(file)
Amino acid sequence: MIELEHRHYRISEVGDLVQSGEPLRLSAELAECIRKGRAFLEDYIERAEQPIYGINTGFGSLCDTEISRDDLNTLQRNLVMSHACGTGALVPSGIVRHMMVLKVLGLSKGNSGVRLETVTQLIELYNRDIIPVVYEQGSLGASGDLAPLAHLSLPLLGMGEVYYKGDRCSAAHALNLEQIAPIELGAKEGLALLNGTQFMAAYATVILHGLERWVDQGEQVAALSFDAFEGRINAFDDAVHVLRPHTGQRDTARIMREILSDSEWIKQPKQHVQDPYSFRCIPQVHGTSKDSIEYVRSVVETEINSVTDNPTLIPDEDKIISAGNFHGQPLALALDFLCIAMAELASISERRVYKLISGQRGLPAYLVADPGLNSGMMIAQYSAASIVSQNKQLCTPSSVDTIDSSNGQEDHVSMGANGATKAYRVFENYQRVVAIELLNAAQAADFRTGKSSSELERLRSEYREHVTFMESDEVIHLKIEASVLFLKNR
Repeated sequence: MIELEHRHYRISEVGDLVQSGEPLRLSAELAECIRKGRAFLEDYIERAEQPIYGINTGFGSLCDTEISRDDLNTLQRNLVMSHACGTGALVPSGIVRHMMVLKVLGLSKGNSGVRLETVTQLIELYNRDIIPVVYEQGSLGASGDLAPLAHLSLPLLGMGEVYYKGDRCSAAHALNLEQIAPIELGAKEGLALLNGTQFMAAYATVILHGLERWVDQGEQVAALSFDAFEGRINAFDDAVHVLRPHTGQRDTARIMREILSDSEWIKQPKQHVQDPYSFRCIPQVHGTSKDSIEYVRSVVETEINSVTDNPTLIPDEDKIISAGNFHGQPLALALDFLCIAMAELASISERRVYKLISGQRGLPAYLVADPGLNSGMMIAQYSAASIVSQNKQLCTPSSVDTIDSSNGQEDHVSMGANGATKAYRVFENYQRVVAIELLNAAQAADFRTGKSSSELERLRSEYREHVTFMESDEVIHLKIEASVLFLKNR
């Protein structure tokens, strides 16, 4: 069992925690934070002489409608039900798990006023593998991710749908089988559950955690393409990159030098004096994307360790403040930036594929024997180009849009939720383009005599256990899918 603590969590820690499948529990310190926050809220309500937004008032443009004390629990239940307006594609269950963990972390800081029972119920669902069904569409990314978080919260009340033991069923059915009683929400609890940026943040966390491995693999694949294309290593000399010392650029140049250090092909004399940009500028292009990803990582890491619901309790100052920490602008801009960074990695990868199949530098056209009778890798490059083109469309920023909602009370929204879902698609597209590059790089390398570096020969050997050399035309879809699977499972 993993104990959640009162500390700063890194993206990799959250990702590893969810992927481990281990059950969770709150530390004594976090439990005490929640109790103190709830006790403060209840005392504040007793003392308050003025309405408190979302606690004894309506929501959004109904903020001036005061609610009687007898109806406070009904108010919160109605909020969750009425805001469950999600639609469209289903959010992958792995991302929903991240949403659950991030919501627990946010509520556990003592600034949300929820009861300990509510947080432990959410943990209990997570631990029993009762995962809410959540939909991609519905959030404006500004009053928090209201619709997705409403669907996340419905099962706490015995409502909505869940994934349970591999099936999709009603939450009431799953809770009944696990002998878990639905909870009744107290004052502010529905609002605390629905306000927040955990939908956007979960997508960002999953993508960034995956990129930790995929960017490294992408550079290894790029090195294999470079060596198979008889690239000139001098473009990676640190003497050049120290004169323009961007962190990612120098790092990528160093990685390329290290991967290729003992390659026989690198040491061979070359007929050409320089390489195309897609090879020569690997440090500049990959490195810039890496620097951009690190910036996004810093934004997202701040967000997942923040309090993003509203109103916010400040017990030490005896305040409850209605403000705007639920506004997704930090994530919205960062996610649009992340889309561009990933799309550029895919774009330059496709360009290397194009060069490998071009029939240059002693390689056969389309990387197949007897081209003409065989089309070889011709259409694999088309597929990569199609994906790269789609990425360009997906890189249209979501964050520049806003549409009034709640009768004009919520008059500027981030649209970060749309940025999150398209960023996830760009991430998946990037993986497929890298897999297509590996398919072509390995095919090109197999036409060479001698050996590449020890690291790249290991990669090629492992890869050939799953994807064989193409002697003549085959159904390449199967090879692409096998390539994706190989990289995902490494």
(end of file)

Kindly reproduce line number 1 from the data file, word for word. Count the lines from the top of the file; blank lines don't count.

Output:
Amino acid sequence: MIELEHRHYRISEVGDLVQSGEPLRLSAELAECIRKGRAFLEDYIERAEQPIYGINTGFGSLCDTEISRDDLNTLQRNLVMSHACGTGALVPSGIVRHMMVLKVLGLSKGNSGVRLETVTQLIELYNRDIIPVVYEQGSLGASGDLAPLAHLSLPLLGMGEVYYKGDRCSAAHALNLEQIAPIELGAKEGLALLNGTQFMAAYATVILHGLERWVDQGEQVAALSFDAFEGRINAFDDAVHVLRPHTGQRDTARIMREILSDSEWIKQPKQHVQDPYSFRCIPQVHGTSKDSIEYVRSVVETEINSVTDNPTLIPDEDKIISAGNFHGQPLALALDFLCIAMAELASISERRVYKLISGQRGLPAYLVADPGLNSGMMIAQYSAASIVSQNKQLCTPSSVDTIDSSNGQEDHVSMGANGATKAYRVFENYQRVVAIELLNAAQAADFRTGKSSSELERLRSEYREHVTFMESDEVIHLKIEASVLFLKNR